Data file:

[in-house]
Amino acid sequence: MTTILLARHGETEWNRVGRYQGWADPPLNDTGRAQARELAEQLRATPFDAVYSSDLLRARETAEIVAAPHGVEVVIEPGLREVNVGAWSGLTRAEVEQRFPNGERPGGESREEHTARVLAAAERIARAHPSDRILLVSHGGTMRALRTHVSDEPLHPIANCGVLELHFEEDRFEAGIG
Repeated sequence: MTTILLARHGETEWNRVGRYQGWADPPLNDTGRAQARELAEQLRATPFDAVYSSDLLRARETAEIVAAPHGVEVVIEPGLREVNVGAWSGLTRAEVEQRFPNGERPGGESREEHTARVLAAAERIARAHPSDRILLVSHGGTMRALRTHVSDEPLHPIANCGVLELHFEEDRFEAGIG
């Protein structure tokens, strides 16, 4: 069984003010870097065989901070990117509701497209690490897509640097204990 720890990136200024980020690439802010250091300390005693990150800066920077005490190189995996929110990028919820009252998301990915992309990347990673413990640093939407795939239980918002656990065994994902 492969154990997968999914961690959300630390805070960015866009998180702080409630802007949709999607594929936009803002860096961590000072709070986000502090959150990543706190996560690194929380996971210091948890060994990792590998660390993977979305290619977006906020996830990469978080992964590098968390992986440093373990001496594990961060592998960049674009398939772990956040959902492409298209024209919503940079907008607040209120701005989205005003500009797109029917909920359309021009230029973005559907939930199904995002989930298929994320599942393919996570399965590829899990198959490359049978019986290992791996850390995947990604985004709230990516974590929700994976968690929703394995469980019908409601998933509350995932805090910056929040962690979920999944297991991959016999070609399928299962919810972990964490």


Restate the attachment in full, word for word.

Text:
[in-house]
Amino acid sequence: MTTILLARHGETEWNRVGRYQGWADPPLNDTGRAQARELAEQLRATPFDAVYSSDLLRARETAEIVAAPHGVEVVIEPGLREVNVGAWSGLTRAEVEQRFPNGERPGGESREEHTARVLAAAERIARAHPSDRILLVSHGGTMRALRTHVSDEPLHPIANCGVLELHFEEDRFEAGIG
Repeated sequence: MTTILLARHGETEWNRVGRYQGWADPPLNDTGRAQARELAEQLRATPFDAVYSSDLLRARETAEIVAAPHGVEVVIEPGLREVNVGAWSGLTRAEVEQRFPNGERPGGESREEHTARVLAAAERIARAHPSDRILLVSHGGTMRALRTHVSDEPLHPIANCGVLELHFEEDRFEAGIG
């Protein structure tokens, strides 16, 4: 069984003010870097065989901070990117509701497209690490897509640097204990 720890990136200024980020690439802010250091300390005693990150800066920077005490190189995996929110990028919820009252998301990915992309990347990673413990640093939407795939239980918002656990065994994902 492969154990997968999914961690959300630390805070960015866009998180702080409630802007949709999607594929936009803002860096961590000072709070986000502090959150990543706190996560690194929380996971210091948890060994990792590998660390993977979305290619977006906020996830990469978080992964590098968390992986440093373990001496594990961060592998960049674009398939772990956040959902492409298209024209919503940079907008607040209120701005989205005003500009797109029917909920359309021009230029973005559907939930199904995002989930298929994320599942393919996570399965590829899990198959490359049978019986290992791996850390995947990604985004709230990516974590929700994976968690929703394995469980019908409601998933509350995932805090910056929040962690979920999944297991991959016999070609399928299962919810972990964490």